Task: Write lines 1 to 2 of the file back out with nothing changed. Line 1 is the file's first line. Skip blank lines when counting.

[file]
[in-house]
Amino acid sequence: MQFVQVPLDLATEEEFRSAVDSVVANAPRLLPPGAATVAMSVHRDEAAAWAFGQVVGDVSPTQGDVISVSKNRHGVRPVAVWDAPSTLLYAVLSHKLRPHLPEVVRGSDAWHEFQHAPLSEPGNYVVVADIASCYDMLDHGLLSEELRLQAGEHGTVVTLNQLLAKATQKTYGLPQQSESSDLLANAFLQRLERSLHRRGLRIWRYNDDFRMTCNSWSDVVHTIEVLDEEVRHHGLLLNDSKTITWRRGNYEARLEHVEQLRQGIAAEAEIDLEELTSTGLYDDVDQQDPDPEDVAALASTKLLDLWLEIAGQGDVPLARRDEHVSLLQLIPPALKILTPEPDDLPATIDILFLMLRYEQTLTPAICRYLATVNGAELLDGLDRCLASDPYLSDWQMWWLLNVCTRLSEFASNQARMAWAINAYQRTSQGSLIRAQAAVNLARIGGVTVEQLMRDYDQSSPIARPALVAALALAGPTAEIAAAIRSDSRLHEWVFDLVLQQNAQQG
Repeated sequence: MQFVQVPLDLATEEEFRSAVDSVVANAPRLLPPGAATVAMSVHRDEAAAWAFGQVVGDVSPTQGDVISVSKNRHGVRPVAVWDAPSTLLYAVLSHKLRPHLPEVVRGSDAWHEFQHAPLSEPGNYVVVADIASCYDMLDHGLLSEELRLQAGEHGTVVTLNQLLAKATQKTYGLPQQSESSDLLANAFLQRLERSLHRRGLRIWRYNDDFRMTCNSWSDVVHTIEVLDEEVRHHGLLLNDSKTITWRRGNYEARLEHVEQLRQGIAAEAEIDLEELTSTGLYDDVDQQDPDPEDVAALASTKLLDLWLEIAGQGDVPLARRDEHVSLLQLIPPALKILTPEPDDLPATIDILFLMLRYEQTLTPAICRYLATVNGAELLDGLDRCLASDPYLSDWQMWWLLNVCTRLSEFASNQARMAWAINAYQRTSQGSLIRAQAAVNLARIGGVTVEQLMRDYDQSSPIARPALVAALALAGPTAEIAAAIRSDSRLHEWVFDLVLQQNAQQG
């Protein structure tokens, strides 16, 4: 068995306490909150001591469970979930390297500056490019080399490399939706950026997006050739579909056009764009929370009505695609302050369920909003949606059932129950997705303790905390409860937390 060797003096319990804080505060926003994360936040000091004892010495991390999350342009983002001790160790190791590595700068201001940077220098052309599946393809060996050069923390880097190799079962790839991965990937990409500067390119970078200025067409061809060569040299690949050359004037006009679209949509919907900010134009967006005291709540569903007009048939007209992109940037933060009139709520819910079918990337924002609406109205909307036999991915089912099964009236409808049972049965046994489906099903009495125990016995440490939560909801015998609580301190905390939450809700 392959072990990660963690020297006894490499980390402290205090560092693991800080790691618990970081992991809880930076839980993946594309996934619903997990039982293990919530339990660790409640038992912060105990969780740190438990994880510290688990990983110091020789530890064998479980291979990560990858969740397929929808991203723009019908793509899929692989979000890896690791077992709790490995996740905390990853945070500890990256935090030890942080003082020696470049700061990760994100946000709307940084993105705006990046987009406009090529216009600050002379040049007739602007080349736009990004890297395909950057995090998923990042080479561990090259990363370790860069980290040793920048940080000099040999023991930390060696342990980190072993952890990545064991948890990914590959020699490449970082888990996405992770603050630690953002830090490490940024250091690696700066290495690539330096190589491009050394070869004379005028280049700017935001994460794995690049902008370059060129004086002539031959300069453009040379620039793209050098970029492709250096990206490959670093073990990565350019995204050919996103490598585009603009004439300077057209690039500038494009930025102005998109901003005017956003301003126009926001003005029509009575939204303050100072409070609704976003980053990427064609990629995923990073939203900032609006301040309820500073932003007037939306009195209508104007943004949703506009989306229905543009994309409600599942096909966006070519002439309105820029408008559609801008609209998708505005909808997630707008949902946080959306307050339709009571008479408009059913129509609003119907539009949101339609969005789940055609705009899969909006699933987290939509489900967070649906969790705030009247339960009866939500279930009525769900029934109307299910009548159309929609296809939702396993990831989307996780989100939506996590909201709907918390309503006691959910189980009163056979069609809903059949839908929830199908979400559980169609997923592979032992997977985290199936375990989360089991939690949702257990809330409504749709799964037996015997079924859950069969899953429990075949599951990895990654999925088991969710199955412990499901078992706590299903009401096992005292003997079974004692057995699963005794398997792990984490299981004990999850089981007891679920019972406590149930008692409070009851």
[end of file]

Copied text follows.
[in-house]
Amino acid sequence: MQFVQVPLDLATEEEFRSAVDSVVANAPRLLPPGAATVAMSVHRDEAAAWAFGQVVGDVSPTQGDVISVSKNRHGVRPVAVWDAPSTLLYAVLSHKLRPHLPEVVRGSDAWHEFQHAPLSEPGNYVVVADIASCYDMLDHGLLSEELRLQAGEHGTVVTLNQLLAKATQKTYGLPQQSESSDLLANAFLQRLERSLHRRGLRIWRYNDDFRMTCNSWSDVVHTIEVLDEEVRHHGLLLNDSKTITWRRGNYEARLEHVEQLRQGIAAEAEIDLEELTSTGLYDDVDQQDPDPEDVAALASTKLLDLWLEIAGQGDVPLARRDEHVSLLQLIPPALKILTPEPDDLPATIDILFLMLRYEQTLTPAICRYLATVNGAELLDGLDRCLASDPYLSDWQMWWLLNVCTRLSEFASNQARMAWAINAYQRTSQGSLIRAQAAVNLARIGGVTVEQLMRDYDQSSPIARPALVAALALAGPTAEIAAAIRSDSRLHEWVFDLVLQQNAQQG